Like any great memoir, the story is both about the author and not about her. Findakly’s gift is not so much an extraordinary individual life, but exceptional powers of observation during rapidly changing circumstances. Through well-paced vignettes, Findakly portrays a grown-up world of military coups, political propaganda, minority rights, Christian-Muslim tension, and reactionary sexual norms through a child’s eyes—or rather, through a reconstruction of herself as a child in light of her present concerns. Her literary style is often absurdist, favoring high-contrast juxtapositions. A charming tale of her mother’s popular French desserts in Mosul is followed on the next page by mass hangings of Baathist militiamen. Her brother’s school bus of nine-year-olds took a class trip to witness the hangings.
Many of us may still assume that “comic books” are for children, but adult themes emerge from almost every panel of this graphic memoir. Findakly is especially concerned with forms of surveillance and threats to freedom of thought. During her childhood in Iraq, her father’s phone calls home from his work as an army dentist were monitored: “Speak in Arabic, or hang up!” someone yelled when her parents spoke in French. Later, after the family had moved to France and Findakly returned to Iraq for a visit, she was alarmed by the new panopticon: photographs of the country’s rulers hung in every house and shop, and public conversation about the government was considered dangerous. Though reluctant to give up on her homeland, she refused to surrender her freedom of expression and so ultimately decided to remain in France as an adult.
Findakly’s childhood best friend was a Muslim who lived next door. Her friend’s mother helped the young Brigitte with her confusing Quran homework. Such stories of mutually beneficial religious diversity appear here and there throughout the book, but we see far more suspicion and conflict—between Christians and Muslims up close, with Jews at a distance. “The first time I heard the word Israel was in 1973 when we moved to France,” she writes. She describes the arrival, while the family was still in Iraq, of a new French dictionary in the mail. They looked up the page for Iraq, but it had been torn out, censored “to remove the entry about Israel included on the same page.” Even photographs of celebrities who were Jewish had been cut out of their French magazines.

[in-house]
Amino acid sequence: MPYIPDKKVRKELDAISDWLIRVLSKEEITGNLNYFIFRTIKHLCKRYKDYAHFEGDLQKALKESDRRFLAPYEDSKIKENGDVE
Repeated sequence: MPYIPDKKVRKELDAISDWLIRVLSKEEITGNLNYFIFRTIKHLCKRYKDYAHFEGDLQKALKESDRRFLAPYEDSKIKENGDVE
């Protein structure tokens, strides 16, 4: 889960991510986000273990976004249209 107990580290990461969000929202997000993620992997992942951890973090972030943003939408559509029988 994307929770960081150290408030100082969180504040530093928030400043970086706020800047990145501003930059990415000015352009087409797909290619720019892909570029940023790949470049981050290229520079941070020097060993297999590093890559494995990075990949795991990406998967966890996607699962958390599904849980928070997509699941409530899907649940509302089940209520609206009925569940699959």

Baptized Orthodox and then Catholic, the young Brigitte also learned the Quran in public school and later recited prayers for her first Communion in Aramaic, through a school run by Syriac Catholic nuns. She also took private French lessons with a Dominican priest, rounding out a variegated religious upbringing, but none of this “made me a believer.” Though a member of a Christian minority in Iraq and an Arab minority in France, she never felt the zeal of the persecuted. Instead, her adult self adopted the secularism of France, an attitude projected back into her childhood self in her description of her first Communion. “I got a watch,” the young Brigitte flatly remarks on that day, “and I’m dressed like a bride.”
Political turmoil provides the backdrop of the narrative, and Findakly successfully portrays it as a child would, focusing only on the concrete ways it affected her: how it changed school assignments, friendships, or the safety of her father at work. Only much later did Findakly learn about the constant threats to Christians during her childhood, and she confesses that, amid all the unrest of the 1960s in Iraq, she felt danger only once—in France during a student protest in the summer of 1968. She decided France was really the dangerous place. It was in Paris, a decade later, that the roof of their family’s parked (and empty) car took a bullet hole during a hostage crisis at the Iraqi embassy. After that, whenever her family drove in the rain, she would catch the drops of water in a glass.
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